2. Wirtz, Jochen & Bateson, John E. G., 1999. "Consumer Satisfaction with Services: Integrating the Environment Perspective in Services Marketing into the Traditional Disconfirmation Paradigm," Journal of Business Research, Elsevier, vol. 44(1), pages 55-66, January.
    3. Ladhari, Riadh, 2007. "The movie experience: A revised approach to determinants of satisfaction," Journal of Business Research, Elsevier, vol. 60(5), pages 454-462, May.
    4. Turley, L. W. & Milliman, Ronald E., 2000. "Atmospheric Effects on Shopping Behavior: A Review of the Experimental Evidence," Journal of Business Research, Elsevier, vol. 49(2), pages 193-211, August.
    5. Chebat, Jean-Charles & Michon, Richard, 2003. "Impact of ambient odors on mall shoppers' emotions, cognition, and spending: A test of competitive causal theories," Journal of Business Research, Elsevier, vol. 56(7), pages 529-539, July.
    6. John U. Farley & Donald R. Lehmann & Alan Sawyer, 1995. "Empirical Marketing Generalization Using Meta-Analysis," Marketing Science, INFORMS, vol. 14(3_supplem), pages 36-46.
    7. Mano, Haim & Oliver, Richard L, 1993. " Assessing the Dimensionality and Structure of the Consumption Experience: Evaluation, Feeling, and Satisfaction," Journal of Consumer Research, Oxford University Press, vol. 20(3), pages 451-466, December.
    8. Oliver, Richard L, 1993. " Cognitive, Affective, and Attribute BAses of the Satisfaction Response," Journal of Consumer Research, Oxford University Press, vol. 20(3), pages 418-430, December.
    Full references (including those not matched with items on IDEAS)

    This item is not listed on Wikipedia, on a reading list or among the top items on IDEAS.

    When requesting a correction, please mention this item's handle: RePEc:eee:jbrese:v:66:y:2013:i:9:p:1420-1426. See general information about how to correct material in RePEc.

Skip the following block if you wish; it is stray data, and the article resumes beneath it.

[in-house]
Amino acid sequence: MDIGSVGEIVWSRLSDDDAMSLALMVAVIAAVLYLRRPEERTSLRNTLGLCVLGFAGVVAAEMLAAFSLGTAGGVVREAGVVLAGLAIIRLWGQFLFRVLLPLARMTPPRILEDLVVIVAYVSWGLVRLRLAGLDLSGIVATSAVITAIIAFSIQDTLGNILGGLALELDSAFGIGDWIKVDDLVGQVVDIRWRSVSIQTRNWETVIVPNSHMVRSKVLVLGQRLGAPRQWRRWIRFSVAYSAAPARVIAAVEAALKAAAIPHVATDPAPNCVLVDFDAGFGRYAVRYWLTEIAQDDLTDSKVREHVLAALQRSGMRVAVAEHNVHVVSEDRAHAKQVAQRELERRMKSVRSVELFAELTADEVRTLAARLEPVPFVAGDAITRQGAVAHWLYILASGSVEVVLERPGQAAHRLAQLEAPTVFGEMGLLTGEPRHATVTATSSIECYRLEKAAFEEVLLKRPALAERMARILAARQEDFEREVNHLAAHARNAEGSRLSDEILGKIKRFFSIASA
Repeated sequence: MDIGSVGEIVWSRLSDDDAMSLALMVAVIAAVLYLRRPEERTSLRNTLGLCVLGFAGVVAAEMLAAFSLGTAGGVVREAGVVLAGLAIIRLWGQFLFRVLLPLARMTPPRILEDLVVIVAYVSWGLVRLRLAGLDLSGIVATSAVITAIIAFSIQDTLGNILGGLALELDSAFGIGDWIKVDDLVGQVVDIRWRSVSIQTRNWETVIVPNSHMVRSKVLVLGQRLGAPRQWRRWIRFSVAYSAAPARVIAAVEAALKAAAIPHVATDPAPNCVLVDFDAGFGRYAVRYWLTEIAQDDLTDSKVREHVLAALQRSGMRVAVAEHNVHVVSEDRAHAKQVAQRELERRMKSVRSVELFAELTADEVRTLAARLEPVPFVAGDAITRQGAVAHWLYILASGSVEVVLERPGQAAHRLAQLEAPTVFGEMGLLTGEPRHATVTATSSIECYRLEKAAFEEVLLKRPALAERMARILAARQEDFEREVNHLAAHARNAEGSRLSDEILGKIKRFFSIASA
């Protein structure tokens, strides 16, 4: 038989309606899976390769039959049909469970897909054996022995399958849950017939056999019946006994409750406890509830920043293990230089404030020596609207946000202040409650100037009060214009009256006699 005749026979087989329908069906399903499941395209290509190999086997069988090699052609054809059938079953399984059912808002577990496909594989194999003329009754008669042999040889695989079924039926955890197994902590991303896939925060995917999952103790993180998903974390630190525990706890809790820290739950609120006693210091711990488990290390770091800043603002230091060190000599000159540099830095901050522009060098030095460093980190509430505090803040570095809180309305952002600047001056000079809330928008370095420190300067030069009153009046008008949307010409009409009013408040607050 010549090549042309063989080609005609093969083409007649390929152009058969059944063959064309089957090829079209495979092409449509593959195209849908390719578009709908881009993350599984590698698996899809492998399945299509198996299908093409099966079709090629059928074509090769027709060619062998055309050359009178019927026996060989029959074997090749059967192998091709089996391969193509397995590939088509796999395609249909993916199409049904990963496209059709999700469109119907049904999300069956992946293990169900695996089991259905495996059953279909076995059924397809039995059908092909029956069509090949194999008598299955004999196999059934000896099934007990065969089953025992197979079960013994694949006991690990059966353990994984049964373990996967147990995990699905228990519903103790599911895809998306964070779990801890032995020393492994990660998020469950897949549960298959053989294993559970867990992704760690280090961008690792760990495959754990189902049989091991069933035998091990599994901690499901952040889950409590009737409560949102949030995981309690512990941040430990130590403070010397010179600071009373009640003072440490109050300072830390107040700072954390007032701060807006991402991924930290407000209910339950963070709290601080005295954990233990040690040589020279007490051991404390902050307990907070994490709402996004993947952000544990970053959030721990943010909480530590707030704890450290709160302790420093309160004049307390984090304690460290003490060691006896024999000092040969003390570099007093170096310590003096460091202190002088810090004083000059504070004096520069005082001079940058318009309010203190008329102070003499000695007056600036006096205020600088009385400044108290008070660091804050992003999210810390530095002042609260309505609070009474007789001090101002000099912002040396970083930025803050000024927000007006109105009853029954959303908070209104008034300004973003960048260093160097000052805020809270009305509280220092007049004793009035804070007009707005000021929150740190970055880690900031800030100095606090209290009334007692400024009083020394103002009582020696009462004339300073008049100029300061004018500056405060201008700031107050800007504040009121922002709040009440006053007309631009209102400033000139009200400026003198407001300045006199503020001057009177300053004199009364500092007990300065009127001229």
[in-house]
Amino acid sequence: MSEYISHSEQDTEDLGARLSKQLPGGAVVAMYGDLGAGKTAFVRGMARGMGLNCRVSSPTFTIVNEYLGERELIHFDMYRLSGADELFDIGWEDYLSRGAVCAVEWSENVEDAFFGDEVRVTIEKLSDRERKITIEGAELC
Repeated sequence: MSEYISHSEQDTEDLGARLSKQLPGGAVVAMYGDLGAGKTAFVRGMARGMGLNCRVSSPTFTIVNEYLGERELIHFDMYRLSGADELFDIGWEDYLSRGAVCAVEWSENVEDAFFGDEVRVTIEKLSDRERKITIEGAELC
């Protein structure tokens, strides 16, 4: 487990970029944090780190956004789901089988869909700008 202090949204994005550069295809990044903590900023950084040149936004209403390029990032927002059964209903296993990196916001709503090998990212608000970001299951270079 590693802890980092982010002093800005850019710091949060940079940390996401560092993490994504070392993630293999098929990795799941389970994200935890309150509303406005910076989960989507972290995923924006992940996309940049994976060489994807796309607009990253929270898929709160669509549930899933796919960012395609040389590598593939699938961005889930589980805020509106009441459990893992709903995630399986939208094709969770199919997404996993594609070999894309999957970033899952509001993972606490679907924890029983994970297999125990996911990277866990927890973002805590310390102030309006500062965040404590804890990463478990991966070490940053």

For technical questions regarding this item, or to correct its authors, title, abstract, bibliographic or download information, contact: (Dana Niculescu)

    If you have authored this item and are not yet registered with RePEc, we encourage you to do it here. This allows to link your profile to this item. It also allows you to accept potential citations to this item that we are uncertain about.

    If references are entirely missing, you can add them using this form.

    If the full references list an item that is present in RePEc, but the system did not link to it, you can help with this form.

    If you know of missing items citing this one, you can help us creating those links by adding the relevant references in the same way as above, for each refering item. If you are a registered author of this item, you may also want to check the "citations" tab in your profile, as there may be some citations waiting for confirmation.

    Please note that corrections may take a couple of weeks to filter through the various RePEc services.

    This information is provided to you by IDEAS at the Research Division of the Federal Reserve Bank of St. Louis using RePEc data.